By Erika Kar
It is always a treat when I see an email from my neighbor, Eric Burr, in my inbox. These emails always include a look into the natural world that is teeming with action all around us. While I love nature and am fairly aware, I don’t have the knowledge that he has. His emails put names and known cycles of the great outdoors to my casual observance.
According to Eric and Margrit Broennimann, their bird feeder at their upper Lost River home had been mostly unattended until after the first of the year, when two blackcapped chickadees showed up. Until the little chickadees arrived at the bird feeder, a hairy woodpecker had been the only patron.
This makes me think of an all-you-can-eat buffet at some all-inclusive resort where there is just one large man wearing a big Hawaiian shirt going back to the buffet over and over.
He probably has a stain on his shirt and his buttons are likely straining to keep his stomach contained. The buffet attendants are sighing and maybe a little tired of him eating all of the teriyaki meatballs. But finally some new patrons show up! Two petite little ladies, prim and proper arrive at the buffet. Their hair is impeccable, as are their manners. What a relief.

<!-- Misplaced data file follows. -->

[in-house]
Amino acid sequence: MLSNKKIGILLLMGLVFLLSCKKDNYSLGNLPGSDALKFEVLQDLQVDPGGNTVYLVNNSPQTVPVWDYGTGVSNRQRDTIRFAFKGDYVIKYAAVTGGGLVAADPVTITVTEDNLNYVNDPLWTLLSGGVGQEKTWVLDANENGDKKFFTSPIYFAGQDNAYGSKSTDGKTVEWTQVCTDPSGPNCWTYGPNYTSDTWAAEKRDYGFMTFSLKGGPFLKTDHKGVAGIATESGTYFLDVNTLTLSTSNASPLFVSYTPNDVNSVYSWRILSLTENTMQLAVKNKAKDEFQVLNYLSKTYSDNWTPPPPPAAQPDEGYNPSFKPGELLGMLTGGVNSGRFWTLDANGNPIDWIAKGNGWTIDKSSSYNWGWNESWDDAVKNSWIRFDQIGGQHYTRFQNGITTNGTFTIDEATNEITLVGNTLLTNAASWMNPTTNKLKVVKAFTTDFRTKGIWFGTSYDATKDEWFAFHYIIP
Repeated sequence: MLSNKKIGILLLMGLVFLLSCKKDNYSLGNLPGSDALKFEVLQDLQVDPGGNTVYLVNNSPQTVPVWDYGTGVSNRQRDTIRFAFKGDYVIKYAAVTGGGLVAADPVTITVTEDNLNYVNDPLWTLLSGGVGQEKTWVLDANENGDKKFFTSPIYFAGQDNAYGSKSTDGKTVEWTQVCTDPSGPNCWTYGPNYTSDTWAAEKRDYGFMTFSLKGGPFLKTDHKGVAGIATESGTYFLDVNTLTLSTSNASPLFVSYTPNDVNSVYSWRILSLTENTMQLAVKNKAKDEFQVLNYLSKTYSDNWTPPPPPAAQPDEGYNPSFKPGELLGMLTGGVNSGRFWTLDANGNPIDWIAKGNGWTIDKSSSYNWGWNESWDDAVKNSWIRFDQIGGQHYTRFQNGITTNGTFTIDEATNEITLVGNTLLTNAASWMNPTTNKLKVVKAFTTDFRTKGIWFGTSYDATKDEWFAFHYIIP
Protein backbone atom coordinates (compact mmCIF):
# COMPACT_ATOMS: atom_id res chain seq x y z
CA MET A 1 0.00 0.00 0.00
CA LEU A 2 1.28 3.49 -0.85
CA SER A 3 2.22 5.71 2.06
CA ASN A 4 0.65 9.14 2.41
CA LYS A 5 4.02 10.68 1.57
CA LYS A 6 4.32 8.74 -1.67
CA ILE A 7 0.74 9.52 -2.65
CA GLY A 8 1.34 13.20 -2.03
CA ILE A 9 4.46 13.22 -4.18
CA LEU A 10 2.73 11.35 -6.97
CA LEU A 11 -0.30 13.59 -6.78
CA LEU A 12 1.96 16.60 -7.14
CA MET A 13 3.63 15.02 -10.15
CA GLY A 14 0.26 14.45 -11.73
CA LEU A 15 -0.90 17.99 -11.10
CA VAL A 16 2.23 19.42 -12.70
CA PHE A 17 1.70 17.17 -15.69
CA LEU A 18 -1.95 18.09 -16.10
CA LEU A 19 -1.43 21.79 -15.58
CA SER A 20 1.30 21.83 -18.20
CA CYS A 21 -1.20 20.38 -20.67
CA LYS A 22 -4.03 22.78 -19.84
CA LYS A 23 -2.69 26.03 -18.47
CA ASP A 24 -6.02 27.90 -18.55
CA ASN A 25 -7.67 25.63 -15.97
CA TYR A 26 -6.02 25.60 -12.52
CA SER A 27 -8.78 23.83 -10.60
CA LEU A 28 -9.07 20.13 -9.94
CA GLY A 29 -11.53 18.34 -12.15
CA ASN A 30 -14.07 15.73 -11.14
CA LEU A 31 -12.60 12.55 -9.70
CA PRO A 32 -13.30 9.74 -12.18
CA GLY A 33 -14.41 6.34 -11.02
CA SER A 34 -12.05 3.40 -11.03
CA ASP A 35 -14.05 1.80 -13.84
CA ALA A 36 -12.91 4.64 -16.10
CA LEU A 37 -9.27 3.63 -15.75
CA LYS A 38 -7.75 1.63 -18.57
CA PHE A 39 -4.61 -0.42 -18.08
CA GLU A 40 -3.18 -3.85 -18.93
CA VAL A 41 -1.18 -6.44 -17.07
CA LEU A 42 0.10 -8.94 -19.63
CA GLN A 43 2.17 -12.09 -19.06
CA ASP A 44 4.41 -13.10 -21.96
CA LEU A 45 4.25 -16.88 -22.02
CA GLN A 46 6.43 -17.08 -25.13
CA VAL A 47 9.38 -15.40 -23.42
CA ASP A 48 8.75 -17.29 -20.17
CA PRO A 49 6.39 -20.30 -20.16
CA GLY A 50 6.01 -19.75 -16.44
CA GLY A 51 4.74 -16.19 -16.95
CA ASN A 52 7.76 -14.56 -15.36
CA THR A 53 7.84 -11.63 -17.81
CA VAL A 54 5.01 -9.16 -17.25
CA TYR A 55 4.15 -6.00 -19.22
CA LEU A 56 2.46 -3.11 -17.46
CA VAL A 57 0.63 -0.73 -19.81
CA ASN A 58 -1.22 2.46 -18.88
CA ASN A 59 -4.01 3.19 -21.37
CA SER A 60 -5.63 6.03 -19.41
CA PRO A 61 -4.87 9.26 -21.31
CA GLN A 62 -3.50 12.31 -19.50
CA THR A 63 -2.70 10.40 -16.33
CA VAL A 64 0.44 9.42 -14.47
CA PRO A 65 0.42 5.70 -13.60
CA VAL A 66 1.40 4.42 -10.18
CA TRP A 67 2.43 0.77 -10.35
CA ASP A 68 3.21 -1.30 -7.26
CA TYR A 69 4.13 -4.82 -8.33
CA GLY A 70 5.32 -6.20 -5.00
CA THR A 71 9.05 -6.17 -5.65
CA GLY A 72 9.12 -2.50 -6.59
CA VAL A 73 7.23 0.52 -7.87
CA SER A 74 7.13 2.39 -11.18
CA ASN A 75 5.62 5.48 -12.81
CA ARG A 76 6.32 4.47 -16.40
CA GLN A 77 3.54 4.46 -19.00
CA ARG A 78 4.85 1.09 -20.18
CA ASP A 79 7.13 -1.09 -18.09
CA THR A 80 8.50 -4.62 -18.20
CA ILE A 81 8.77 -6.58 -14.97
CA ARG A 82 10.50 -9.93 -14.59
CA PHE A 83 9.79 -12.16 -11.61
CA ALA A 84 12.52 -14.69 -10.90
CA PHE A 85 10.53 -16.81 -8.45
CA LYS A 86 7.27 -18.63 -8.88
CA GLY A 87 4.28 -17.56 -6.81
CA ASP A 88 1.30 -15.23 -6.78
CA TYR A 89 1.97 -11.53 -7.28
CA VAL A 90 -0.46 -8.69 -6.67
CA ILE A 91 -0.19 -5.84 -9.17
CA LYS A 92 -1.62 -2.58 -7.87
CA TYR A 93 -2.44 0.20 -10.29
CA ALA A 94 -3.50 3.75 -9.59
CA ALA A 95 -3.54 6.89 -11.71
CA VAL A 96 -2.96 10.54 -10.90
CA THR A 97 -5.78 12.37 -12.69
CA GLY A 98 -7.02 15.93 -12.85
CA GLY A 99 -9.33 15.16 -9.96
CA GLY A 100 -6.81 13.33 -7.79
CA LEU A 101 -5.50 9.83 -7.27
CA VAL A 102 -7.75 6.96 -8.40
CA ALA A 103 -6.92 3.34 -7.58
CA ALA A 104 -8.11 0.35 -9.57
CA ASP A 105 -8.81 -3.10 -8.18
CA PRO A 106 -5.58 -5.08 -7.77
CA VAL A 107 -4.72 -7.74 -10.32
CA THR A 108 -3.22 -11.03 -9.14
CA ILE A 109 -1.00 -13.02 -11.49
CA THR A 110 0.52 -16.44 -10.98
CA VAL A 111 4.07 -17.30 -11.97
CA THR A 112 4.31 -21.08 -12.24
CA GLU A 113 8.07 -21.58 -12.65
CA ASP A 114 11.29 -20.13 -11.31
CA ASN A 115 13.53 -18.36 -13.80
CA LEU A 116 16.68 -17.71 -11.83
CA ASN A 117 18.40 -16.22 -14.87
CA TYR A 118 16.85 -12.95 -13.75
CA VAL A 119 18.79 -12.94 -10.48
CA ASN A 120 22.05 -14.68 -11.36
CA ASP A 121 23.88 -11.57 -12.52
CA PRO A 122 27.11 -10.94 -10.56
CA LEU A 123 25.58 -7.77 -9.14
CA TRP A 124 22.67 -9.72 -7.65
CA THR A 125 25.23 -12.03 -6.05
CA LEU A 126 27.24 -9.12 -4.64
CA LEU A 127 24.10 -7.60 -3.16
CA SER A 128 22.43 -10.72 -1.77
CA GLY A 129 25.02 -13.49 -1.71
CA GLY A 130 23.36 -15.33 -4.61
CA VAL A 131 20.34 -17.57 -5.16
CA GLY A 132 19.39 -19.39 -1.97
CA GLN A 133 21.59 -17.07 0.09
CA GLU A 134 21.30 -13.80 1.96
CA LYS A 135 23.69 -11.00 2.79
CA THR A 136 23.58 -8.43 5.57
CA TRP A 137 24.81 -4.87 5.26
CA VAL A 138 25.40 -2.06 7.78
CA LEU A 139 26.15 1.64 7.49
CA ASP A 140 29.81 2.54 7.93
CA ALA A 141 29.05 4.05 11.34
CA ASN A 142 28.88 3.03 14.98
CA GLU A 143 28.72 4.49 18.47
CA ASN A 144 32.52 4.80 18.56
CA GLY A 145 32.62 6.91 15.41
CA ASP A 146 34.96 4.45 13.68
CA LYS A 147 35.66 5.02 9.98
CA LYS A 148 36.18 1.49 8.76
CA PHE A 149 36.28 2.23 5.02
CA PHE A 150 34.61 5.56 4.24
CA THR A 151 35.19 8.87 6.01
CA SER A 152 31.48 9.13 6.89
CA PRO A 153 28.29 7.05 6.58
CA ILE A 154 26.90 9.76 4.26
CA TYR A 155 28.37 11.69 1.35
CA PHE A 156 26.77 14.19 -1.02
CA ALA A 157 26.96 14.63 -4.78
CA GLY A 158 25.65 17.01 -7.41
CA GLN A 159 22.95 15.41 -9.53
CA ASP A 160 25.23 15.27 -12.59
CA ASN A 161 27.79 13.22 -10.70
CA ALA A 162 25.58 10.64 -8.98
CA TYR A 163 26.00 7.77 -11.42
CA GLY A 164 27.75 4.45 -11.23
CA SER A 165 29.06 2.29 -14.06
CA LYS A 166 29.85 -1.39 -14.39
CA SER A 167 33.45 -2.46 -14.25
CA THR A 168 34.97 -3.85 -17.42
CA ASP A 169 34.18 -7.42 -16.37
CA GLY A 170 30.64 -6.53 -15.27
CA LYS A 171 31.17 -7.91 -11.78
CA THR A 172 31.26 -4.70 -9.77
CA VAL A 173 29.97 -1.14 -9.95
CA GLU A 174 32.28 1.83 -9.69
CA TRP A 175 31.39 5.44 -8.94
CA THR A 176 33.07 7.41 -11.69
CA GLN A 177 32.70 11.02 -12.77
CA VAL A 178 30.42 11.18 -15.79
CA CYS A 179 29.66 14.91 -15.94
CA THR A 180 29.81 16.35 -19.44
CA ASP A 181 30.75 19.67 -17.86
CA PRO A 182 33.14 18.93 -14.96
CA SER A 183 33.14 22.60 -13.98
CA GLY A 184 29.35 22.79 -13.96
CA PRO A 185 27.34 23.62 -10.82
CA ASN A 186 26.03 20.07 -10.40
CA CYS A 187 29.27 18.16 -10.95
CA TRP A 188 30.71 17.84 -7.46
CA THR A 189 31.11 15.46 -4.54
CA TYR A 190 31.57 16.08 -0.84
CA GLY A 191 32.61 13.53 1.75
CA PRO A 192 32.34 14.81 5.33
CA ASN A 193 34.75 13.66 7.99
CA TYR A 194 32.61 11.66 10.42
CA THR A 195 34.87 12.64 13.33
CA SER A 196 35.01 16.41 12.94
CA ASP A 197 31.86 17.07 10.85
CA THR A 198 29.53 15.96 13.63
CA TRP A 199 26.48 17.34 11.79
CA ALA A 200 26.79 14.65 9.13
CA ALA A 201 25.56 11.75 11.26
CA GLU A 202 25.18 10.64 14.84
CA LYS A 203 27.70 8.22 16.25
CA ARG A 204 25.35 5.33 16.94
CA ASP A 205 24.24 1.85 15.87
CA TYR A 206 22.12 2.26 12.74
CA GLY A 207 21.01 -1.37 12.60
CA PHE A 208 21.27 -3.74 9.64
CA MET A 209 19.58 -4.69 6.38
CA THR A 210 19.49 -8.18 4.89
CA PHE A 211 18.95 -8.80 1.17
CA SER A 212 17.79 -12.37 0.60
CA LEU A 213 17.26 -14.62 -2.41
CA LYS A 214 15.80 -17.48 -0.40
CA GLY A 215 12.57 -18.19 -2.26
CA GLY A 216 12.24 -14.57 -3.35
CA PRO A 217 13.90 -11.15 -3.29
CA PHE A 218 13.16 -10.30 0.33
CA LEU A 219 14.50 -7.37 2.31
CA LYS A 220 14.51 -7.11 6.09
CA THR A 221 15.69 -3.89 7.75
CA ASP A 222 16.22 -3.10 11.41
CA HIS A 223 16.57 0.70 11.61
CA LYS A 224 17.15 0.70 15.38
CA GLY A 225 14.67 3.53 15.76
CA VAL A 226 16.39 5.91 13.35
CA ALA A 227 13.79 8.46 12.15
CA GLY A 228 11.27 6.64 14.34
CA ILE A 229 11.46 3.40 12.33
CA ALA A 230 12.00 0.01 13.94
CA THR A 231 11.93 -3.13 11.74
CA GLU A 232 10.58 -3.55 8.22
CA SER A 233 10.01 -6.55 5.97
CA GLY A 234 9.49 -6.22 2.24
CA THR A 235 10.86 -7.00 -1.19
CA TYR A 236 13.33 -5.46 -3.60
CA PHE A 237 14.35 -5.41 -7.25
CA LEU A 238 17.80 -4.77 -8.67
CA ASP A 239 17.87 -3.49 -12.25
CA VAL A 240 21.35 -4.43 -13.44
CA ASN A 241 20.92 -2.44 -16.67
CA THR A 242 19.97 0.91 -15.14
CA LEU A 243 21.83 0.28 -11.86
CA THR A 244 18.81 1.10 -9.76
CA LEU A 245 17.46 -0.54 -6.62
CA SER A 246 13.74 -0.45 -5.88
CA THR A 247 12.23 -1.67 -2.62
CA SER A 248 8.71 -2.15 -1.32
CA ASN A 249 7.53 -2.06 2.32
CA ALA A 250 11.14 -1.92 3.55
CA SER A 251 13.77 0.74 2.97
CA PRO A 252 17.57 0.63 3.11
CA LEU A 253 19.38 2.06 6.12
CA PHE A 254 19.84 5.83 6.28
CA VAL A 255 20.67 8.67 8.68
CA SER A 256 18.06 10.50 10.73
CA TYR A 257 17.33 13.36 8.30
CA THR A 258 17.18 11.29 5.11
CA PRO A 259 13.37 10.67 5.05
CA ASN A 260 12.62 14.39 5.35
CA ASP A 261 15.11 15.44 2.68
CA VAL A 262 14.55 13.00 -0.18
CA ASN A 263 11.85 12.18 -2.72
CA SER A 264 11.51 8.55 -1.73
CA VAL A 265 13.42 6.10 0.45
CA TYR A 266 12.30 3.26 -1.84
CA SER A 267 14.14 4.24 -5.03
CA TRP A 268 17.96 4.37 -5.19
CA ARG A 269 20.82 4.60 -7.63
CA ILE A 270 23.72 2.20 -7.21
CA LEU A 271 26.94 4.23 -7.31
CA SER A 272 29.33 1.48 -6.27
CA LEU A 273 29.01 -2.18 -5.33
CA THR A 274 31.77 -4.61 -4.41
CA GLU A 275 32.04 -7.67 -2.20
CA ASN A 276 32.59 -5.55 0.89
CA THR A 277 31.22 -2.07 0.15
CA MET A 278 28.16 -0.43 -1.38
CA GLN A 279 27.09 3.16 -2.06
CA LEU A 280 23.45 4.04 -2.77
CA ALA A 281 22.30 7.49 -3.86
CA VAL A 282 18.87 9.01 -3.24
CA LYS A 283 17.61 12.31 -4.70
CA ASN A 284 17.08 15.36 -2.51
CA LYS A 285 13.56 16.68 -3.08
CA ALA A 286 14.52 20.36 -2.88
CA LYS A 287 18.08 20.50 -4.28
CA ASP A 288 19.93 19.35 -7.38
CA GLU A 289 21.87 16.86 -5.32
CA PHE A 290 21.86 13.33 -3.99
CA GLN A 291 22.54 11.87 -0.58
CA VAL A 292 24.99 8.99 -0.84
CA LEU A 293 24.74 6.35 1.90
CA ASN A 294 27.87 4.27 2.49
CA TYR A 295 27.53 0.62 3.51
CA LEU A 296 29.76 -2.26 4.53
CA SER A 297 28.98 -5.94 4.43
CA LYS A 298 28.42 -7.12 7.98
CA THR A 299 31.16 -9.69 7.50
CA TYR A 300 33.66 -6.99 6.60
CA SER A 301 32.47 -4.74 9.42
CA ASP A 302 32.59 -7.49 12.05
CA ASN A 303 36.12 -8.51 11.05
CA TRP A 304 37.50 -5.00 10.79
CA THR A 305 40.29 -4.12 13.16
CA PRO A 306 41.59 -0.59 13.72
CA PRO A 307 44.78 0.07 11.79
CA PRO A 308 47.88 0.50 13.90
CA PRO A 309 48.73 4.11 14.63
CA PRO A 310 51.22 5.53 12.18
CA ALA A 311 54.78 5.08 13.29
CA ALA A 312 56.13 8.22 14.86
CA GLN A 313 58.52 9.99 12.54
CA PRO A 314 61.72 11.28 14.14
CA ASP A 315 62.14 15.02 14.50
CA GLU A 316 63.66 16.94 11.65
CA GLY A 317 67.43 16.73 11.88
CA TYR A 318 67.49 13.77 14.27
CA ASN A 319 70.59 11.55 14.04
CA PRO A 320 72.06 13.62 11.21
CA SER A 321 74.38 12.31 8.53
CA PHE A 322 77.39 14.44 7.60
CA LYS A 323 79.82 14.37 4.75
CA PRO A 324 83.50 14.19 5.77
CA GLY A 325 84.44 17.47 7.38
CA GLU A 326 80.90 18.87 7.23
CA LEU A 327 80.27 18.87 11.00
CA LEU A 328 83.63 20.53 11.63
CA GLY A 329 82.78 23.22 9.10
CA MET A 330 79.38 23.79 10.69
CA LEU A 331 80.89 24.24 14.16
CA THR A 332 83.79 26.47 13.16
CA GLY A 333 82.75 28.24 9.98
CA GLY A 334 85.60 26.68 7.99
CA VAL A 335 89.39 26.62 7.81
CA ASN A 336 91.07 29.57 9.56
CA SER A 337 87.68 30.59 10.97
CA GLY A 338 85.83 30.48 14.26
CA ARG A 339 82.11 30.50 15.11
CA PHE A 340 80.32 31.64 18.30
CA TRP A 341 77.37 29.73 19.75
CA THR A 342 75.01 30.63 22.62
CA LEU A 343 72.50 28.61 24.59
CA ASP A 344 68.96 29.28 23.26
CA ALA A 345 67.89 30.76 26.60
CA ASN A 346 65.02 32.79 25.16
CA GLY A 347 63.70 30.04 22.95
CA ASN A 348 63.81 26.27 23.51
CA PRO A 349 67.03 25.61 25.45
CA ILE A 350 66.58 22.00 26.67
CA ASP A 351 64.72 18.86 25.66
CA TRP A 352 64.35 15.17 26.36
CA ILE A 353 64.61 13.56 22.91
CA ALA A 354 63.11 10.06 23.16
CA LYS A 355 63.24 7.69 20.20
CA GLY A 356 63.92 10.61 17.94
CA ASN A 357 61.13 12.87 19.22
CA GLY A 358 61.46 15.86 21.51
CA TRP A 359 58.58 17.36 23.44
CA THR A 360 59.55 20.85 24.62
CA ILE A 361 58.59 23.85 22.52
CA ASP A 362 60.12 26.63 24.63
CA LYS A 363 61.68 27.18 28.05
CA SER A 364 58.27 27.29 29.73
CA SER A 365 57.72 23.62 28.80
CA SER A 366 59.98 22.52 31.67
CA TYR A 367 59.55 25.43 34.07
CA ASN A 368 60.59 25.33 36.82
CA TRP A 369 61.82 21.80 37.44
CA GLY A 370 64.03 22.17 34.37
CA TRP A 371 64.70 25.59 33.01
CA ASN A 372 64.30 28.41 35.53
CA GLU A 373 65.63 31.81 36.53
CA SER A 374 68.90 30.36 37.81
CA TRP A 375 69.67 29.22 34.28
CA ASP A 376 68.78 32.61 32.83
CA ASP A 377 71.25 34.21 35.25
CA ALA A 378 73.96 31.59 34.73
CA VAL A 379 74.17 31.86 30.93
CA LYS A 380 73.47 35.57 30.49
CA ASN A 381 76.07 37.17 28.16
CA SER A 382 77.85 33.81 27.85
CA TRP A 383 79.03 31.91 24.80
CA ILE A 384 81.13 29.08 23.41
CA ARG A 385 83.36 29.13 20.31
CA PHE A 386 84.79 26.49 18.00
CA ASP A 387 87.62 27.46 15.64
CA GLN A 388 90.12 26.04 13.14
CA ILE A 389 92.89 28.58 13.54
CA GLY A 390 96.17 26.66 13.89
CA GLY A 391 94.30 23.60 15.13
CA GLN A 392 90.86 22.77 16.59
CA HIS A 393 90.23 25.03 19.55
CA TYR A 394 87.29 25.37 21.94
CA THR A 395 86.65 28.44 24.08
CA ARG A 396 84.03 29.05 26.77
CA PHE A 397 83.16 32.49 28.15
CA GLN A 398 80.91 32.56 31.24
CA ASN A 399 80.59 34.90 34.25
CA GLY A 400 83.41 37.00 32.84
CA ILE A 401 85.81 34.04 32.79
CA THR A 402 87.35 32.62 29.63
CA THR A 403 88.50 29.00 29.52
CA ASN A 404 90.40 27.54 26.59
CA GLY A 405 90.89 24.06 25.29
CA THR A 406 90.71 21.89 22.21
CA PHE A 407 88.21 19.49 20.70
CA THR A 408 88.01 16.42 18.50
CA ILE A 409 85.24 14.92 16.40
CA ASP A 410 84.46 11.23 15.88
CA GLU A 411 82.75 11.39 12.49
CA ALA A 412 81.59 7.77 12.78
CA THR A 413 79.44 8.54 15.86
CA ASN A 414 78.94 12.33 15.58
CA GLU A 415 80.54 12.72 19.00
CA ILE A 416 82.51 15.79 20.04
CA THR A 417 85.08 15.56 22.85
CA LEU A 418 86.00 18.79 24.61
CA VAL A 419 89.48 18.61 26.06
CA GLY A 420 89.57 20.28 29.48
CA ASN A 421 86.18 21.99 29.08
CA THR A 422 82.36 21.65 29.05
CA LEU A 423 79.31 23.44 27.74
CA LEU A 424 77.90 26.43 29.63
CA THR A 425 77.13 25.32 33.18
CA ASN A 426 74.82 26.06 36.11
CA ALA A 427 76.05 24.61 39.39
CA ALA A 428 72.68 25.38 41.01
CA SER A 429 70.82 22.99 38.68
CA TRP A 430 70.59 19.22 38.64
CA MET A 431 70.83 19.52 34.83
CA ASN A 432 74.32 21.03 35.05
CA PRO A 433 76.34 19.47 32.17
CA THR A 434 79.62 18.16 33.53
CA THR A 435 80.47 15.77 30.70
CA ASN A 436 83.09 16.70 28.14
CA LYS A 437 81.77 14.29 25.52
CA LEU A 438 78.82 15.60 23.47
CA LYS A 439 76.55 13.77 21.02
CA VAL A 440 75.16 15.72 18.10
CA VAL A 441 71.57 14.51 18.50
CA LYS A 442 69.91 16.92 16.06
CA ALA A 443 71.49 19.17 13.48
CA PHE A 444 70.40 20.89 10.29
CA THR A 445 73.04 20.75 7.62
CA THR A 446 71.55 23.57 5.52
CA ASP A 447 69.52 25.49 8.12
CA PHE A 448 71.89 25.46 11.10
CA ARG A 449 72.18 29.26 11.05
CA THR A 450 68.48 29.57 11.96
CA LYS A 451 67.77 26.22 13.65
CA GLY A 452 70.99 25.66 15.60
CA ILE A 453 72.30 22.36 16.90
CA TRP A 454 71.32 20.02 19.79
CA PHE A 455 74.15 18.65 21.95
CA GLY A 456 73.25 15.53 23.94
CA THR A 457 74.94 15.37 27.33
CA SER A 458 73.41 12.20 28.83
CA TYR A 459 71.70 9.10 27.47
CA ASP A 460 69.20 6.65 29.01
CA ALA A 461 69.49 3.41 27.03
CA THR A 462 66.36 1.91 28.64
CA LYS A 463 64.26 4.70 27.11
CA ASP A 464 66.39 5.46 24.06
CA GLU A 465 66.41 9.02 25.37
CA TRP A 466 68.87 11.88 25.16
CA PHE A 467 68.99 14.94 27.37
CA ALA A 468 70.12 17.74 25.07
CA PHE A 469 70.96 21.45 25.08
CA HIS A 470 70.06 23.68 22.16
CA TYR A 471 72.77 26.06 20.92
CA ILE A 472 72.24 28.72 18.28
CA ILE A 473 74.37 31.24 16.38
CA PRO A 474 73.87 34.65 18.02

I am not sure, but I doubt this is how Eric and Margrit view their birds. Instead, they go on to say that their mountain ash had been mostly stripped of its berries by robins and rufous sided towhees early in the fall. They used to have a dozen or so chickadees with occasional siskins and Cassin’s finches. They were happy to just have recently seen two varied thrushes and a flicker come through to take the last of the mountain ash berries. The ravens and barred owls seem to be around in their normal numbers.
Eric sent his report to Dana Visalli, who replied that activity in his feeders down-valley had picked up after some earlier worries that there were fewer birds than usual. He mentioned that he has goldfinches draining his feeders daily. The annual Christmas Bird Count showed more species (80) and more individuals than average. In Dana’s own words, “So as usual, there’s no telling what’s going on.”
If we go back to the buffet analogy, it would seem as though perhaps another buffet elsewhere had some better food and maybe even better drinks, so the usual patrons were gorging themselves at the new hot buffet first, before going to their usual haunts. The goldfinches are the frat boys of the bird world and have an insatiable appetite for food and drink, as well as variety. Ravens and barred owls are the middle-aged parents that keep some sort of order and are always around the resort, but not necessarily at the buffet. None of this is scientific (obviously), but if Dana Visalli doesn’t know what exactly is going on, I’m happy to throw my joking theory into the mix. If we see the supermodels of the bird world, the flamingos, show up at a Lost River feeder, we’ll know we are in real trouble.